“All of the concepts we have come up with use the same techniques and technology that we use every day in the manufacturing of cinema screens,” Espitalier said, “Things like the medical curtains have a place in all critical industries, maintaining high rates of production and can be very easily produced by us.
“Speaking to my colleagues all over the world, who are in different stages of this pandemic, I am sure that Harkness Screens can offer help where it is most needed. The fact that we have such a wide global footprint means that we can help countries and provide them with high quality PVC products, because we have a wealth of knowledge in that material.
“More than anything we just want to help. We understand we are not alone in that; you have seen over the last week or so, how many people have volunteered to help the NHS, how many doctors and nurses have come out of retirement. We want to be part of that.”
Harkness Screens are also currently developing other ideas that could help commercial industries maintain high standards of health and safety, both during and post the COVID-19 pandemic. Droplet shields are clear visors that would allow those working in retail professions, such as supermarkets and fast food restaurants, to complete their day to day activities, reducing the risk of infection to themselves and customers.
Whilst the original concept was not created for critical care healthcare professionals, the feedback Harkness have received about the droplet shields has meant that they have embarked on prototyping a face shield for those directly on the frontline.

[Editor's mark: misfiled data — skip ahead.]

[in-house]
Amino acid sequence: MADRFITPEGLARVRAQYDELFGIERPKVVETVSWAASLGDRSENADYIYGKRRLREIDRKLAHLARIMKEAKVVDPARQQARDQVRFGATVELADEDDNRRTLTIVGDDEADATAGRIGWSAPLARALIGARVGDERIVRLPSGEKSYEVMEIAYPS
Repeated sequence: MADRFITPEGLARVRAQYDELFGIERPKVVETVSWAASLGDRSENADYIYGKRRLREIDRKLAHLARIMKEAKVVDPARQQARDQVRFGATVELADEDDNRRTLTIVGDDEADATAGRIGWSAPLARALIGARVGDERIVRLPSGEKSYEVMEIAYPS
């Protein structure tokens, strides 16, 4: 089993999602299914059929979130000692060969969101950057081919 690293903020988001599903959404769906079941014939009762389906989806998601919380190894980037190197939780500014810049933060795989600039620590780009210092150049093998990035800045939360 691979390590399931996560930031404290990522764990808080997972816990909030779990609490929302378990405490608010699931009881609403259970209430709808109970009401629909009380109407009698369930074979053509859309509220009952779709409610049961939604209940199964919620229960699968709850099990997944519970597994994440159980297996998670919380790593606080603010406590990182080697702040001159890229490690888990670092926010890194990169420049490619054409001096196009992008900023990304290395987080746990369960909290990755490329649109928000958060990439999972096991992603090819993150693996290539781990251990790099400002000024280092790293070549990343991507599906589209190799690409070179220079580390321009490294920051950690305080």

Another concept currently being investigated is the potential of creating ‘driver bubbles’ for taxi drivers ferrying essential staff to and from work. This would involve the installation of a curtain system around the driver, to again prevent the transmission of the virus and bacteria between passenger and driver.
“I am very proud to be heading up a group so passionate about providing aiding essential services during this event in history,” Mark Ashcroft said, “Everyone is working around the clock to come up with solutions that we are facing in this new world and I sincerely think that each of our solutions can help someone somewhere.
“We are committed to sell these at no more than manufactured cost to Government, medical and military sectors, to help the COVID-19 crisis and support keeping our factory employees in work during the cinema shutdown period.
“What is so utterly fantastic is that each of our factories, when given the specifications for each of these concepts, will be able to start production right away and help healthcare, social care and other key workers in their regions beating this pandemic.”
To learn more about the products in development and for more information on their availability visit harkness.co and click the Harkness Here to Help button and we will contact you.
Company Name: Harkness Screens
Contact Person: Joe Harvey
Email: Send Email
Phone: +44 (0)1438 725 200
Address:Unit A, Norton Road
Country: United Kingdom